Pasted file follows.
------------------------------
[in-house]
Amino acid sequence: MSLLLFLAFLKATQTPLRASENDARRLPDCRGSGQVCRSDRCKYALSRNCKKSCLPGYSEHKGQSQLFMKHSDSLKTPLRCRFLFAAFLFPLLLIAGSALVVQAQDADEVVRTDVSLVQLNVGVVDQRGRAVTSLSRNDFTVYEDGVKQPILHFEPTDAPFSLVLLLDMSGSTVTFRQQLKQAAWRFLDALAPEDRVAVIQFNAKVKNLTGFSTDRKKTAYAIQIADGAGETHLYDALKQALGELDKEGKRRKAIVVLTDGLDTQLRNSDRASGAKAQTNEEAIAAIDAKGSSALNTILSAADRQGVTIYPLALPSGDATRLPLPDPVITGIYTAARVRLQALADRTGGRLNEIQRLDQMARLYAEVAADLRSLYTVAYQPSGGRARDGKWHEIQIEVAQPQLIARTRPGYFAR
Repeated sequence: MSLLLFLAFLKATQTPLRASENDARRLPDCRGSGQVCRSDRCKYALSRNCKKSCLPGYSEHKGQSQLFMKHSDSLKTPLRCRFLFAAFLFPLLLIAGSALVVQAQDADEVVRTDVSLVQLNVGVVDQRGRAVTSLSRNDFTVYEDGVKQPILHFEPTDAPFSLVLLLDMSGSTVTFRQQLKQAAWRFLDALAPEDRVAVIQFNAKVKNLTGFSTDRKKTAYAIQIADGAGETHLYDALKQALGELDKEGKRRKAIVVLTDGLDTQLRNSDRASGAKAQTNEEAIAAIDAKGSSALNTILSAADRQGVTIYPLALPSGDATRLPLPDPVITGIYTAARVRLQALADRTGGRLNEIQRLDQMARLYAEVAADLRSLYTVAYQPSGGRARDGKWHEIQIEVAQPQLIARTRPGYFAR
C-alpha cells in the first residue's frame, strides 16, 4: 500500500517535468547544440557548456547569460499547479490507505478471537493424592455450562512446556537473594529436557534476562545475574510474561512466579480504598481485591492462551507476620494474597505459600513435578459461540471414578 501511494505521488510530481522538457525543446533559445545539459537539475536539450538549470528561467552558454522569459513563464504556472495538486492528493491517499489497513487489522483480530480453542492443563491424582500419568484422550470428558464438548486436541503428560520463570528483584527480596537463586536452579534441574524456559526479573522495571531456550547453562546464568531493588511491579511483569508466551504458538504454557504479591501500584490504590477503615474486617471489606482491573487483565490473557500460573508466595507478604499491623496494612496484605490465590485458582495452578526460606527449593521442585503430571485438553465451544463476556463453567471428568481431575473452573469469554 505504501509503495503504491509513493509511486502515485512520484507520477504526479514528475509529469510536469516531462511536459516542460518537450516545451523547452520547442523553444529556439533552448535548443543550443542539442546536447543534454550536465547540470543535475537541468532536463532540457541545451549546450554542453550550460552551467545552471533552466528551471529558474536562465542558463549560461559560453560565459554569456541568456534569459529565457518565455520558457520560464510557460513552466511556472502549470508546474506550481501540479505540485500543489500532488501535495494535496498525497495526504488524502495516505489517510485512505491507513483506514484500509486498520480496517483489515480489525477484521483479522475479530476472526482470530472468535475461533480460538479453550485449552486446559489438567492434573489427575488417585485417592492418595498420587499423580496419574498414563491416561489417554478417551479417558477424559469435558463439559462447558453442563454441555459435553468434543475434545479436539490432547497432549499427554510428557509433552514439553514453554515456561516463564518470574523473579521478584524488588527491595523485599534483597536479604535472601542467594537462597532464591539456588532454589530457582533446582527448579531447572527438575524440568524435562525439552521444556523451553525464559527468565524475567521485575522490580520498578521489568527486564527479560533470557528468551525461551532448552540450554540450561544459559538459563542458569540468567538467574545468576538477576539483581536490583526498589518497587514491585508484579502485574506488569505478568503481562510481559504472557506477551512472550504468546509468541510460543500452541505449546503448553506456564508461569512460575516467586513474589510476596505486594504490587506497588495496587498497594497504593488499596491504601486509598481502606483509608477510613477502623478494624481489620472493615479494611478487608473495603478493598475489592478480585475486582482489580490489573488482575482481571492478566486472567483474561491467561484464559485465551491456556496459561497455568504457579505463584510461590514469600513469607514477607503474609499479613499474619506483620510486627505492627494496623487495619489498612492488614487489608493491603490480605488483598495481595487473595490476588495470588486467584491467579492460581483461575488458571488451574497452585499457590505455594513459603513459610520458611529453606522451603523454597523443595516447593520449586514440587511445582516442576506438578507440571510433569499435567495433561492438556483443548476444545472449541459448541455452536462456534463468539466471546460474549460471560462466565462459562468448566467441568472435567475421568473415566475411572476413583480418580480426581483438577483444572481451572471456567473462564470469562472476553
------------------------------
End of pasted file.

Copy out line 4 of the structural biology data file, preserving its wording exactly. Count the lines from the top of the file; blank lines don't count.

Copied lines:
C-alpha cells in the first residue's frame, strides 16, 4: 500500500517535468547544440557548456547569460499547479490507505478471537493424592455450562512446556537473594529436557534476562545475574510474561512466579480504598481485591492462551507476620494474597505459600513435578459461540471414578 501511494505521488510530481522538457525543446533559445545539459537539475536539450538549470528561467552558454522569459513563464504556472495538486492528493491517499489497513487489522483480530480453542492443563491424582500419568484422550470428558464438548486436541503428560520463570528483584527480596537463586536452579534441574524456559526479573522495571531456550547453562546464568531493588511491579511483569508466551504458538504454557504479591501500584490504590477503615474486617471489606482491573487483565490473557500460573508466595507478604499491623496494612496484605490465590485458582495452578526460606527449593521442585503430571485438553465451544463476556463453567471428568481431575473452573469469554 505504501509503495503504491509513493509511486502515485512520484507520477504526479514528475509529469510536469516531462511536459516542460518537450516545451523547452520547442523553444529556439533552448535548443543550443542539442546536447543534454550536465547540470543535475537541468532536463532540457541545451549546450554542453550550460552551467545552471533552466528551471529558474536562465542558463549560461559560453560565459554569456541568456534569459529565457518565455520558457520560464510557460513552466511556472502549470508546474506550481501540479505540485500543489500532488501535495494535496498525497495526504488524502495516505489517510485512505491507513483506514484500509486498520480496517483489515480489525477484521483479522475479530476472526482470530472468535475461533480460538479453550485449552486446559489438567492434573489427575488417585485417592492418595498420587499423580496419574498414563491416561489417554478417551479417558477424559469435558463439559462447558453442563454441555459435553468434543475434545479436539490432547497432549499427554510428557509433552514439553514453554515456561516463564518470574523473579521478584524488588527491595523485599534483597536479604535472601542467594537462597532464591539456588532454589530457582533446582527448579531447572527438575524440568524435562525439552521444556523451553525464559527468565524475567521485575522490580520498578521489568527486564527479560533470557528468551525461551532448552540450554540450561544459559538459563542458569540468567538467574545468576538477576539483581536490583526498589518497587514491585508484579502485574506488569505478568503481562510481559504472557506477551512472550504468546509468541510460543500452541505449546503448553506456564508461569512460575516467586513474589510476596505486594504490587506497588495496587498497594497504593488499596491504601486509598481502606483509608477510613477502623478494624481489620472493615479494611478487608473495603478493598475489592478480585475486582482489580490489573488482575482481571492478566486472567483474561491467561484464559485465551491456556496459561497455568504457579505463584510461590514469600513469607514477607503474609499479613499474619506483620510486627505492627494496623487495619489498612492488614487489608493491603490480605488483598495481595487473595490476588495470588486467584491467579492460581483461575488458571488451574497452585499457590505455594513459603513459610520458611529453606522451603523454597523443595516447593520449586514440587511445582516442576506438578507440571510433569499435567495433561492438556483443548476444545472449541459448541455452536462456534463468539466471546460474549460471560462466565462459562468448566467441568472435567475421568473415566475411572476413583480418580480426581483438577483444572481451572471456567473462564470469562472476553